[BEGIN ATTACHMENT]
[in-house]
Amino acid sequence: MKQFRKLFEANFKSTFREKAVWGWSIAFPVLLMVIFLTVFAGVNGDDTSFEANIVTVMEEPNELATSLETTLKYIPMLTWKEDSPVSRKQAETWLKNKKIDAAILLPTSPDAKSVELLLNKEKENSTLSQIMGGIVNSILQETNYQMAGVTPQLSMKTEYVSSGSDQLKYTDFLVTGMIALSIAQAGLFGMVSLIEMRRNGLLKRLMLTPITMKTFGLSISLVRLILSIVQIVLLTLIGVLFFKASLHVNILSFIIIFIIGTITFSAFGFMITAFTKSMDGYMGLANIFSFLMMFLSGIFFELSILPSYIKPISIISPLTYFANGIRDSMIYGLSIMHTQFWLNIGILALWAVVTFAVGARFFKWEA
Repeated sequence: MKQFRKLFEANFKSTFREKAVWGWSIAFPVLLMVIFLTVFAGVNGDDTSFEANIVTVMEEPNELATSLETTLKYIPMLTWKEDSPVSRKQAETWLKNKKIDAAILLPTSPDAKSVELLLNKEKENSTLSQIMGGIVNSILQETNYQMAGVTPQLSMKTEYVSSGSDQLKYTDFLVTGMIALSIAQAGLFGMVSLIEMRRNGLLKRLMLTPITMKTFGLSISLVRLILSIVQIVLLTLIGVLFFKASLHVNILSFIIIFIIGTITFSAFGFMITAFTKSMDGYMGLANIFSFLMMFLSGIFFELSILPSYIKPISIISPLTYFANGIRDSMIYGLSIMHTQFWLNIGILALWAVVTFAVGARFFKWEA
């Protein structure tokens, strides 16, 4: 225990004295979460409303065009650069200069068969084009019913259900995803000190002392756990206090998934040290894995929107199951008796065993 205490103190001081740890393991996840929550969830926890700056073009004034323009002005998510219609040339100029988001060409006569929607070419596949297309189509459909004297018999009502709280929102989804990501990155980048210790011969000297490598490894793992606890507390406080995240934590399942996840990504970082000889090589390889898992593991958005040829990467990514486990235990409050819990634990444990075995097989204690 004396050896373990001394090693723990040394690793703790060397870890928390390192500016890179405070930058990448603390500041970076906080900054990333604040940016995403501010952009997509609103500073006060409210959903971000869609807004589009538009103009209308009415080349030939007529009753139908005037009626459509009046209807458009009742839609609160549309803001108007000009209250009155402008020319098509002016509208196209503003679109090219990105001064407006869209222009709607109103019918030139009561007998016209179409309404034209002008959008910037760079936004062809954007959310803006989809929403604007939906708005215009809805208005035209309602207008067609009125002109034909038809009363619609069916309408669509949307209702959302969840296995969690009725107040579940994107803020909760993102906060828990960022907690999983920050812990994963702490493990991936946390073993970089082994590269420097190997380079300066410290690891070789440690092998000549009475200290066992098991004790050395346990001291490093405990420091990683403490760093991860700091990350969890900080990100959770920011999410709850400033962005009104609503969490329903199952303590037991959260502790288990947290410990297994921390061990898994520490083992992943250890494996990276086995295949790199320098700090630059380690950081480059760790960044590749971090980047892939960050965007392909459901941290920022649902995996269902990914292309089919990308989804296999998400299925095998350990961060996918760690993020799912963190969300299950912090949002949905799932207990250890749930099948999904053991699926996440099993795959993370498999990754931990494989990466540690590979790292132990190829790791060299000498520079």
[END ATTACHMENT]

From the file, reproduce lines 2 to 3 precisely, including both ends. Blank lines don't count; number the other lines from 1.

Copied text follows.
Amino acid sequence: MKQFRKLFEANFKSTFREKAVWGWSIAFPVLLMVIFLTVFAGVNGDDTSFEANIVTVMEEPNELATSLETTLKYIPMLTWKEDSPVSRKQAETWLKNKKIDAAILLPTSPDAKSVELLLNKEKENSTLSQIMGGIVNSILQETNYQMAGVTPQLSMKTEYVSSGSDQLKYTDFLVTGMIALSIAQAGLFGMVSLIEMRRNGLLKRLMLTPITMKTFGLSISLVRLILSIVQIVLLTLIGVLFFKASLHVNILSFIIIFIIGTITFSAFGFMITAFTKSMDGYMGLANIFSFLMMFLSGIFFELSILPSYIKPISIISPLTYFANGIRDSMIYGLSIMHTQFWLNIGILALWAVVTFAVGARFFKWEA
Repeated sequence: MKQFRKLFEANFKSTFREKAVWGWSIAFPVLLMVIFLTVFAGVNGDDTSFEANIVTVMEEPNELATSLETTLKYIPMLTWKEDSPVSRKQAETWLKNKKIDAAILLPTSPDAKSVELLLNKEKENSTLSQIMGGIVNSILQETNYQMAGVTPQLSMKTEYVSSGSDQLKYTDFLVTGMIALSIAQAGLFGMVSLIEMRRNGLLKRLMLTPITMKTFGLSISLVRLILSIVQIVLLTLIGVLFFKASLHVNILSFIIIFIIGTITFSAFGFMITAFTKSMDGYMGLANIFSFLMMFLSGIFFELSILPSYIKPISIISPLTYFANGIRDSMIYGLSIMHTQFWLNIGILALWAVVTFAVGARFFKWEA